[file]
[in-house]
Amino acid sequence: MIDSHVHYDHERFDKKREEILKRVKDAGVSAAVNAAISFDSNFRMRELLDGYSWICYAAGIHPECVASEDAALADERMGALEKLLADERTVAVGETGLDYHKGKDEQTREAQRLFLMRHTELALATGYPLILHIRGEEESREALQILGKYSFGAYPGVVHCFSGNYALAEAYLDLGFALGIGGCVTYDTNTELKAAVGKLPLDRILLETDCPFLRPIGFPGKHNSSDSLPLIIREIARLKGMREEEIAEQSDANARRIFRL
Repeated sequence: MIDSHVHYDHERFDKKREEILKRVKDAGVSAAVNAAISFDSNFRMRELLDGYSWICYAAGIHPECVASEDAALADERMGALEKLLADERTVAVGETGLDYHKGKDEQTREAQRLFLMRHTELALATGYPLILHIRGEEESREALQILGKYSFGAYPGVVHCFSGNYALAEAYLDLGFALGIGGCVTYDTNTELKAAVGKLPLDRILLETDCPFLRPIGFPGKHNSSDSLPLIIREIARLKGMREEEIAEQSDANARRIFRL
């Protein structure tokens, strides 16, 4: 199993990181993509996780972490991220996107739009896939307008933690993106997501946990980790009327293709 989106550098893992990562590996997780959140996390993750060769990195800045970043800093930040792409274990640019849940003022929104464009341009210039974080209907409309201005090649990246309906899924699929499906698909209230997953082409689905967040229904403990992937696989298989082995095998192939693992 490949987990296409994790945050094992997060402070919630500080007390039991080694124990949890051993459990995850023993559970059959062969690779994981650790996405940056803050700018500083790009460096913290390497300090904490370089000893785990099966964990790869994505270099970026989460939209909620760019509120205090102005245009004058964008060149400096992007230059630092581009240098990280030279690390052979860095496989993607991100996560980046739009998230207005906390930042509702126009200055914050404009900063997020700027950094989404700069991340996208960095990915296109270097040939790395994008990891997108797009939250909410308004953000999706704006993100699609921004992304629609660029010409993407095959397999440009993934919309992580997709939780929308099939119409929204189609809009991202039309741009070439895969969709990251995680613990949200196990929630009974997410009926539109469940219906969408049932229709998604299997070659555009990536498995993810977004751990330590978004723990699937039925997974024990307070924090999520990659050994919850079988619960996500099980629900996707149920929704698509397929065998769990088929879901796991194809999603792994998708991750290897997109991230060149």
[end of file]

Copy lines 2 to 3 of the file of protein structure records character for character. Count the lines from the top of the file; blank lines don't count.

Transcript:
Amino acid sequence: MIDSHVHYDHERFDKKREEILKRVKDAGVSAAVNAAISFDSNFRMRELLDGYSWICYAAGIHPECVASEDAALADERMGALEKLLADERTVAVGETGLDYHKGKDEQTREAQRLFLMRHTELALATGYPLILHIRGEEESREALQILGKYSFGAYPGVVHCFSGNYALAEAYLDLGFALGIGGCVTYDTNTELKAAVGKLPLDRILLETDCPFLRPIGFPGKHNSSDSLPLIIREIARLKGMREEEIAEQSDANARRIFRL
Repeated sequence: MIDSHVHYDHERFDKKREEILKRVKDAGVSAAVNAAISFDSNFRMRELLDGYSWICYAAGIHPECVASEDAALADERMGALEKLLADERTVAVGETGLDYHKGKDEQTREAQRLFLMRHTELALATGYPLILHIRGEEESREALQILGKYSFGAYPGVVHCFSGNYALAEAYLDLGFALGIGGCVTYDTNTELKAAVGKLPLDRILLETDCPFLRPIGFPGKHNSSDSLPLIIREIARLKGMREEEIAEQSDANARRIFRL